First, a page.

We all have an inner-critic, that little voice inside our head that tells us that we are not good enough, calls us names or tells us that we don't measure up. Some people's inner-critic is more active than others, which can lead to low levels of achievement, low self-esteem, depression or anxiety and even health issues.
It is very important to learn to calm the inner-critic to prevent these negative occurrences from happening. If not controlled, the inner-critic will hold us back.
Jane Shure and Beth Weinstock have elaborated more fully on calming the inner critic in their newsletter for Selfmatters.org.
They have indicated that the inner-critic develops when early life experiences provide high exposure to helplessness, fear and pain.
When we live with disapproving parents, teachers or friends, we begin to believe those harsh messages and they become hard-wired into the brain. This can compromise our ability to control our inner-dialogue and, subsequently, makes it difficult for us to regulate our emotions.
They suggest that we listen to our inner-critic for a number of reasons, including:
The good news is that we can learn to rewire our brains and take control of that inner-critic.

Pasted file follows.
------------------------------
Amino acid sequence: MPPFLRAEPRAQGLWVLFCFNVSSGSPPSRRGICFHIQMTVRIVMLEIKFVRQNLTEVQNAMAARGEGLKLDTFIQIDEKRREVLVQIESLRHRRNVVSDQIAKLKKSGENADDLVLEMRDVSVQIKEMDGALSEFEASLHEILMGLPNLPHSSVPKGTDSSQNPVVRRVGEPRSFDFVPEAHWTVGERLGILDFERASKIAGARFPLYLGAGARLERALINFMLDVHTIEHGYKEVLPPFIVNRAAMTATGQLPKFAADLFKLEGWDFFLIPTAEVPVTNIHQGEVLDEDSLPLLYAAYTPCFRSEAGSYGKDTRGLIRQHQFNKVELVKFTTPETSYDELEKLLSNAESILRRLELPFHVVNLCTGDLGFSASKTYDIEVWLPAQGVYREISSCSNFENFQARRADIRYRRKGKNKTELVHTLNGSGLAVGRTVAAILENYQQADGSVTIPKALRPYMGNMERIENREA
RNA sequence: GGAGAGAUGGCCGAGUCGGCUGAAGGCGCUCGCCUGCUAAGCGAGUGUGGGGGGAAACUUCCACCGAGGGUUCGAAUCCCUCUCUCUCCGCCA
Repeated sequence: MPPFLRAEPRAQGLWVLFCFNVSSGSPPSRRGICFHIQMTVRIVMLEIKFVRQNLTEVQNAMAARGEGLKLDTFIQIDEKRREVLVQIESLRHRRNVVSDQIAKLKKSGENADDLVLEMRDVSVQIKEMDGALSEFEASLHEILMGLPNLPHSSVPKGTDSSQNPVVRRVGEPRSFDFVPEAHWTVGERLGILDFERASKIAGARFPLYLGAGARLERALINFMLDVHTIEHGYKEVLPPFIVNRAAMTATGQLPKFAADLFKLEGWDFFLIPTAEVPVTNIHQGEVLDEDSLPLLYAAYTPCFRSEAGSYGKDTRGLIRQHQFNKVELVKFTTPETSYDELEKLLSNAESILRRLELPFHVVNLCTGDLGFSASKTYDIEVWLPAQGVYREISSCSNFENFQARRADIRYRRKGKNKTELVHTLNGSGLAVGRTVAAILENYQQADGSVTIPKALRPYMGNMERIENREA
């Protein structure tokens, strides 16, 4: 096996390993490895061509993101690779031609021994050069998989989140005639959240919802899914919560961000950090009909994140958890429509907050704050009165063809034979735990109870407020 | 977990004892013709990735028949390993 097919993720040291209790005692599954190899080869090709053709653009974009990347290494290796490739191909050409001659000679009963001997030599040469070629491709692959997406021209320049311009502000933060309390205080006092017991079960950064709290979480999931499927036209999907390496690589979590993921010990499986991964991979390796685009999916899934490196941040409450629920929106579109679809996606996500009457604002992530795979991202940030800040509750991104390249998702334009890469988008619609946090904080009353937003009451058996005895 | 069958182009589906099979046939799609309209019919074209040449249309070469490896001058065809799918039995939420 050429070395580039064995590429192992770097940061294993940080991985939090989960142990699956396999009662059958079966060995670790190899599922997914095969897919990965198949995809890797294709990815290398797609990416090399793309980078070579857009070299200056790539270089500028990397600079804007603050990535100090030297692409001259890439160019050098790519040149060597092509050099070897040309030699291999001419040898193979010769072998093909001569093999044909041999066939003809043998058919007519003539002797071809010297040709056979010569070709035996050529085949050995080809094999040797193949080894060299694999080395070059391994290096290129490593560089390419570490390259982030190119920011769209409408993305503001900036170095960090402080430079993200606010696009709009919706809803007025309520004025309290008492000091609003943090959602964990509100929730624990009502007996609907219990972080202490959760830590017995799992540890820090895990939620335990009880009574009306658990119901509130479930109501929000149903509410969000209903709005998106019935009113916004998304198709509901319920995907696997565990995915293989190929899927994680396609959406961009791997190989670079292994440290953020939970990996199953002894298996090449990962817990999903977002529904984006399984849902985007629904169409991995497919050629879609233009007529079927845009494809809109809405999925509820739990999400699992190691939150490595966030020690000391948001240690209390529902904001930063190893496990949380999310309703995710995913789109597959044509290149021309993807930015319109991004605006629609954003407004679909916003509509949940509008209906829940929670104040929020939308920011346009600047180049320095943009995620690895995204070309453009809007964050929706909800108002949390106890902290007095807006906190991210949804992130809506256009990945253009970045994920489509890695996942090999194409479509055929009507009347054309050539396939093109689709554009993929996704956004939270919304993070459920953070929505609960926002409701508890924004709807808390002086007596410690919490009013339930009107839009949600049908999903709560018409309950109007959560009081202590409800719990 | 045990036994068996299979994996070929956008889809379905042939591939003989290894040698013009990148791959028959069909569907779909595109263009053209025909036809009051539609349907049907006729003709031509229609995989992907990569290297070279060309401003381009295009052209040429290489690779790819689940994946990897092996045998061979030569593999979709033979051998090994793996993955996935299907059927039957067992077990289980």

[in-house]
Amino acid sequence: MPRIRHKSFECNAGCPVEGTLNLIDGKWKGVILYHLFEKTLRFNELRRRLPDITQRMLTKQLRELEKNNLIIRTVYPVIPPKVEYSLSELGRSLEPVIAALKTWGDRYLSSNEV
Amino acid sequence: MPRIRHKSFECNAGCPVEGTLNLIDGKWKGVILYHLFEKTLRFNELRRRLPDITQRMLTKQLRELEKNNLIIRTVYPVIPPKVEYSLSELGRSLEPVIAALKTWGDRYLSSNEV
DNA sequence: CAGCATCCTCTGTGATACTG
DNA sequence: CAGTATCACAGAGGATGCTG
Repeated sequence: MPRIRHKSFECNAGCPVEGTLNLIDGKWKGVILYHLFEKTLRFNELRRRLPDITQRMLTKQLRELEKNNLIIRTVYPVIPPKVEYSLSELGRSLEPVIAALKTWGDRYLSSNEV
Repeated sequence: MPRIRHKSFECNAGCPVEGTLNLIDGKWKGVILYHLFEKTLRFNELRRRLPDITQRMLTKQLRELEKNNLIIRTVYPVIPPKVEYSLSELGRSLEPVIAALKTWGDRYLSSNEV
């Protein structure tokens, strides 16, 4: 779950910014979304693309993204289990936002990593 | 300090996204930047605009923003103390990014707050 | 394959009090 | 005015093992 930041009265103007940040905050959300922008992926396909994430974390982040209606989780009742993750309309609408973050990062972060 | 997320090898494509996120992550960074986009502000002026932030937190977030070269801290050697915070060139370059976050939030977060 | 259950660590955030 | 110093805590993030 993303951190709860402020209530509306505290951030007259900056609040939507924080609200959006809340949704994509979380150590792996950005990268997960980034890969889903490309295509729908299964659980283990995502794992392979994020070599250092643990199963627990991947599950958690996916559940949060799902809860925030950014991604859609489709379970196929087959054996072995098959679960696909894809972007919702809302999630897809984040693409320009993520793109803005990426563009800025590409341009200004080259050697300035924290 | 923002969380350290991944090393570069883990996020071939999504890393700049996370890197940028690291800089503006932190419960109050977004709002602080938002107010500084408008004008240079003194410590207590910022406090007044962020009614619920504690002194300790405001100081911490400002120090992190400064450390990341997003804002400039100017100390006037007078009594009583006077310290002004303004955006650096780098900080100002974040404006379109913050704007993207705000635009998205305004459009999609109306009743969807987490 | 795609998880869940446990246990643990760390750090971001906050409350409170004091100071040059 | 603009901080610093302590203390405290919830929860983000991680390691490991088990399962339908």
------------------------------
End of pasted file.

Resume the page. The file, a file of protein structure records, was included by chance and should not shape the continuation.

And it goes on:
Just as you would practice for a big game or train for a marathon, relearning new patterns of thinking requires the same great effort. The following are suggestions they provide to build a more positive inner-dialogue:
Practice speaking words of compassion. Talk positively to yourself in the mirror.
Hopefully, practicing these strategies will help you be more successful and satisfied with your life.
However, if you believe your inner-critic is leading to depression or anxiety, it may be helpful for you to seek professional help.
There is hope. We all hold the ability to quiet that inner-critic.
For more information, visit our website at www.lycominghealthyliving.com.
Seiler is a licensed psychologist and neuropsychologist and sees clients through Associates in Neuropsychology and Collaborative Healthcare, PC.